The USDA researchers tested rinse water samples collected from 2000 through 2005 at plants that slaughter broiler chickens. Eligible poultry processors were randomly selected for sampling, which involved collecting rinse water used on 1 chilled broiler chicken carcass per day for 51 days. Over the 6-year study, researchers identified 280 S enteritidis isolates from 51,327 broiler rinses; the annual number of isolates rose from 23 in 10,057 samples in 2000 to 120 in 9,592 samples in 2005. As a proportion of all Salmonella strains found, S enteritidis increased from 2.5% in 2000 to 7.7% in 2005. The proportion of establishments that had positive tests increased from 17 of 197 (9%) in 2000 to 47 of 187 (25%) in 2005. In addition, the number of states where the strain was found increased from 14 in 2000-2002 to 24 in the ensuing 3 years.

"Enteritidis in broilers is noteworthy given the increase in human Salmonella enteritidis infection rates in the US and recent findings that eating chicken is a new and important risk factor for sporadic infection," the authors state. They point to a recent FoodNet report that showed a strong association between infection with S enteritidis phage types 8 and 13 and eating chicken. "The possible emergence of these 2 phage types in broiler chickens suggests that industry should implement appropriate Salmonella enteritidis controls for broiler chickens," they write. To read the article: http://www.cdc.gov/ncidod/EID/vol12no12/06-0653.htm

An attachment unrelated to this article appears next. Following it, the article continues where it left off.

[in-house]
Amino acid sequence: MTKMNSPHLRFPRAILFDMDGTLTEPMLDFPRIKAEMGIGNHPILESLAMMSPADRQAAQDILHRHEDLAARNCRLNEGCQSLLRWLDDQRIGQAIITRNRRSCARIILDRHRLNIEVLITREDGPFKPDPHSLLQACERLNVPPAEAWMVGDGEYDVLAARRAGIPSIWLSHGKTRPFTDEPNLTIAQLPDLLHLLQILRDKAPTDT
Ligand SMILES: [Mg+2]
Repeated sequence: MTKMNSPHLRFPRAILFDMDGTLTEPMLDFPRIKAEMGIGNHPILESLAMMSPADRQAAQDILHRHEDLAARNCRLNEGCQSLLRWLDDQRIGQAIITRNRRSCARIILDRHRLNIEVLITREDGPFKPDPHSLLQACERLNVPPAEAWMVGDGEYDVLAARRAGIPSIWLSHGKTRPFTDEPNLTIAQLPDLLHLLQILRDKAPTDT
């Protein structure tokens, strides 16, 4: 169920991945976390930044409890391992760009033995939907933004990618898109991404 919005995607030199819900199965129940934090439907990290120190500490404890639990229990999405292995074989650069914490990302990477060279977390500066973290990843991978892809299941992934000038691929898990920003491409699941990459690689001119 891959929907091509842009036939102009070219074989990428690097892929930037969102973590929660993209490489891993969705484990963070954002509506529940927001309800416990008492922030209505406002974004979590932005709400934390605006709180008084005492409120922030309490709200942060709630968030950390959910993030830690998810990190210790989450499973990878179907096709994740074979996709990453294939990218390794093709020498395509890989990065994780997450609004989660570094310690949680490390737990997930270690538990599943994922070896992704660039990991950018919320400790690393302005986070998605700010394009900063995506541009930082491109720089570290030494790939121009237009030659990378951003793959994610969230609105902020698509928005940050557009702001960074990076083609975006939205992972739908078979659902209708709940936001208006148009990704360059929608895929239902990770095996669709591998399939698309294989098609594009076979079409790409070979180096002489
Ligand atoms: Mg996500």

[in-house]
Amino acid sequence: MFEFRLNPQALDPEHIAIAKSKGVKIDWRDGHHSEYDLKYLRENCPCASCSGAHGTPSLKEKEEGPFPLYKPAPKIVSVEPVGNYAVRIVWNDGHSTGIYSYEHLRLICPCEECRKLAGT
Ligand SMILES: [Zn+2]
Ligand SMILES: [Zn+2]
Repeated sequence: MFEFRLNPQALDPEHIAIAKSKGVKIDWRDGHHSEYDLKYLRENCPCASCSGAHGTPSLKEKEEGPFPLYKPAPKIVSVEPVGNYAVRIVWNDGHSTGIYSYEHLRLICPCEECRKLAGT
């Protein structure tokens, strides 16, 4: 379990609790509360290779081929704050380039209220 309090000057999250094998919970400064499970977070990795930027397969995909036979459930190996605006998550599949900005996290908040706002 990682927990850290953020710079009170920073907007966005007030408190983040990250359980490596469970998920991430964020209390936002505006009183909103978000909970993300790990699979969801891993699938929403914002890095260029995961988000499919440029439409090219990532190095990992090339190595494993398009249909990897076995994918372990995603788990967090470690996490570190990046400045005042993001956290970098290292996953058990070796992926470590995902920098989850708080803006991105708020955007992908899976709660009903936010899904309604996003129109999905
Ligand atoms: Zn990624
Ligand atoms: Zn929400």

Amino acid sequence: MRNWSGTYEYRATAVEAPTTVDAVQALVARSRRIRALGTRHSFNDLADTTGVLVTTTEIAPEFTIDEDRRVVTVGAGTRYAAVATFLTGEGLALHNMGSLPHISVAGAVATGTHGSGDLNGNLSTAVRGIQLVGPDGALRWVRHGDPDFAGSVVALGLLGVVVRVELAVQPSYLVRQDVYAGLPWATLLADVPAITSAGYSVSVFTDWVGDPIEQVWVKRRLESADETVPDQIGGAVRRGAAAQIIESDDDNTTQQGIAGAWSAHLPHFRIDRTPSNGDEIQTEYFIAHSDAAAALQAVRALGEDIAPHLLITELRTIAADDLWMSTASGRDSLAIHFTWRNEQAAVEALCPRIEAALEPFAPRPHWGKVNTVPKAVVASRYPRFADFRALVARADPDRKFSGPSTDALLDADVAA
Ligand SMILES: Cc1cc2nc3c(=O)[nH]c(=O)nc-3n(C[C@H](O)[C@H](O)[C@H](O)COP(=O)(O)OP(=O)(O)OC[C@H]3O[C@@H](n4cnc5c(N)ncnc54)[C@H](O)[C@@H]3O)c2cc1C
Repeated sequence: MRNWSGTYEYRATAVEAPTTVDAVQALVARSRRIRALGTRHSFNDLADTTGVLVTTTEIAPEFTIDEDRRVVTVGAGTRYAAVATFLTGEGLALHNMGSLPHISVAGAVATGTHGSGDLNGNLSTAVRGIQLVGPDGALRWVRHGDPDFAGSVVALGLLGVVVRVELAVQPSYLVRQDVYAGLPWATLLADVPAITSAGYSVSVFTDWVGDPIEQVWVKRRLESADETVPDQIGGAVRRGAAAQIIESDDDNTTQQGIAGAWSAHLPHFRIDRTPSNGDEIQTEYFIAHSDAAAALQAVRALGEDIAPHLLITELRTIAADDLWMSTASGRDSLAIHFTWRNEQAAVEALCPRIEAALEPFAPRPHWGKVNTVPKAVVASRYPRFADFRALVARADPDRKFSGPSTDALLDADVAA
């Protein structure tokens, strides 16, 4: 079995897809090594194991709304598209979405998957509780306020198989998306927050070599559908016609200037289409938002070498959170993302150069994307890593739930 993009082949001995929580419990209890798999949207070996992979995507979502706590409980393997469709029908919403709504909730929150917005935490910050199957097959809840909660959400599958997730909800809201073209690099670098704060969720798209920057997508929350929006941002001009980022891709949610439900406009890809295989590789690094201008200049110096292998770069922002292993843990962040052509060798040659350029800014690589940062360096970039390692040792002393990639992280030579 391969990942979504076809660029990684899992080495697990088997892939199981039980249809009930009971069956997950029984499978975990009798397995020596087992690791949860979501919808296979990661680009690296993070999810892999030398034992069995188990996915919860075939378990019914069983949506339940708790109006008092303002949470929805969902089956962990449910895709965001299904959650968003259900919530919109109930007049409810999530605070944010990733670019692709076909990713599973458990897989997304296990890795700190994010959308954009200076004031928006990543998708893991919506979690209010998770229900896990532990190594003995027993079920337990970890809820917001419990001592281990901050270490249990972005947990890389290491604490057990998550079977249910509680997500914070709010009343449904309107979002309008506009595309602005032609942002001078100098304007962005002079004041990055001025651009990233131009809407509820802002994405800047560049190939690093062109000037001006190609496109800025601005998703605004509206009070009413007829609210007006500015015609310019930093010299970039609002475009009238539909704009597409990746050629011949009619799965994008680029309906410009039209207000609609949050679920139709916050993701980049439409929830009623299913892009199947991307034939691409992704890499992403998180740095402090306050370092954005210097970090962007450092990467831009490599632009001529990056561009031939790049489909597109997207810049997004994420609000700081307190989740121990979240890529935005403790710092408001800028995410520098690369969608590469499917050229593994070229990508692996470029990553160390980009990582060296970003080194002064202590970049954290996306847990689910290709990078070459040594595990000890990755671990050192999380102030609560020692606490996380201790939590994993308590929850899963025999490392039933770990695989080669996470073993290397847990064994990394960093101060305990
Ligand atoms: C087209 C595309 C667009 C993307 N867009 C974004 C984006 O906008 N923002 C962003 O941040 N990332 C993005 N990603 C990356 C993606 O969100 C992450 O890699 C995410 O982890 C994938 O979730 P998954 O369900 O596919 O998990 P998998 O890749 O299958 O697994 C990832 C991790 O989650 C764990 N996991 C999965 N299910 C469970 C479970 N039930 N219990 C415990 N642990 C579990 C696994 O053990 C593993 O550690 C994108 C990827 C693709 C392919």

(CIDRAP 11/22/06 http://www.cidrap.umn.edu/ )

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3. Notifications
National Influenza Vaccination Week--Nov 27--Dec 3, 2006
Influenza vaccination is the best way to prevent influenza and its severe complications. Anyone who wants to reduce their risk for acquiring influenza should be vaccinated each influenza season. However, annual influenza vaccination is recommended for the following groups:

Persons at high risk for influenza-related complications and severe disease, including: children aged 6--59 months, pregnant women, persons aged >50 years, persons of any age with certain chronic medical conditions; and persons who live with or care for persons at high risk, including: household contacts who have frequent contact with persons at high risk and who can transmit influenza to those persons at high risk, and health-care workers.